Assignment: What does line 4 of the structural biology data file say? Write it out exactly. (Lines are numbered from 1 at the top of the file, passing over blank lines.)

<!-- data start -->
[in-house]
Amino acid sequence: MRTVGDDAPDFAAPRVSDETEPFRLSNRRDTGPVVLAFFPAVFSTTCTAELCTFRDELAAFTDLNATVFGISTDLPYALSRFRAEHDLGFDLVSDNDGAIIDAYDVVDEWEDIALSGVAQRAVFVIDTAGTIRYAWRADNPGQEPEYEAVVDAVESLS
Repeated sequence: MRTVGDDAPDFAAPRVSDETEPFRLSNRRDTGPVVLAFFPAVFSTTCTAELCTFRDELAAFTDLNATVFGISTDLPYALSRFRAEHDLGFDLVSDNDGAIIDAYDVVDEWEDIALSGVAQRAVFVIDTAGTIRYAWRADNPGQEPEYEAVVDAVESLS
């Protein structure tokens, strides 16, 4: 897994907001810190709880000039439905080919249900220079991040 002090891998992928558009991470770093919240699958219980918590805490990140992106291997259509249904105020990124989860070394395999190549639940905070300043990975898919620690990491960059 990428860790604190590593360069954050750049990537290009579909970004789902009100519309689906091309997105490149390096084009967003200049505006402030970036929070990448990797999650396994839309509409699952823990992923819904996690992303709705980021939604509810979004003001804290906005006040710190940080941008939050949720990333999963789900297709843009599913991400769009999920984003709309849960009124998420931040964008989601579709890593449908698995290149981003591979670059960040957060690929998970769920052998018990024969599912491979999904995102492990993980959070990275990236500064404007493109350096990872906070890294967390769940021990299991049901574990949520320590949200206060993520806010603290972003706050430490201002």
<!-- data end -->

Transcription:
């Protein structure tokens, strides 16, 4: 897994907001810190709880000039439905080919249900220079991040 002090891998992928558009991470770093919240699958219980918590805490990140992106291997259509249904105020990124989860070394395999190549639940905070300043990975898919620690990491960059 990428860790604190590593360069954050750049990537290009579909970004789902009100519309689906091309997105490149390096084009967003200049505006402030970036929070990448990797999650396994839309509409699952823990992923819904996690992303709705980021939604509810979004003001804290906005006040710190940080941008939050949720990333999963789900297709843009599913991400769009999920984003709309849960009124998420931040964008989601579709890593449908698995290149981003591979670059960040957060690929998970769920052998018990024969599912491979999904995102492990993980959070990275990236500064404007493109350096990872906070890294967390769940021990299991049901574990949520320590949200206060993520806010603290972003706050430490201002």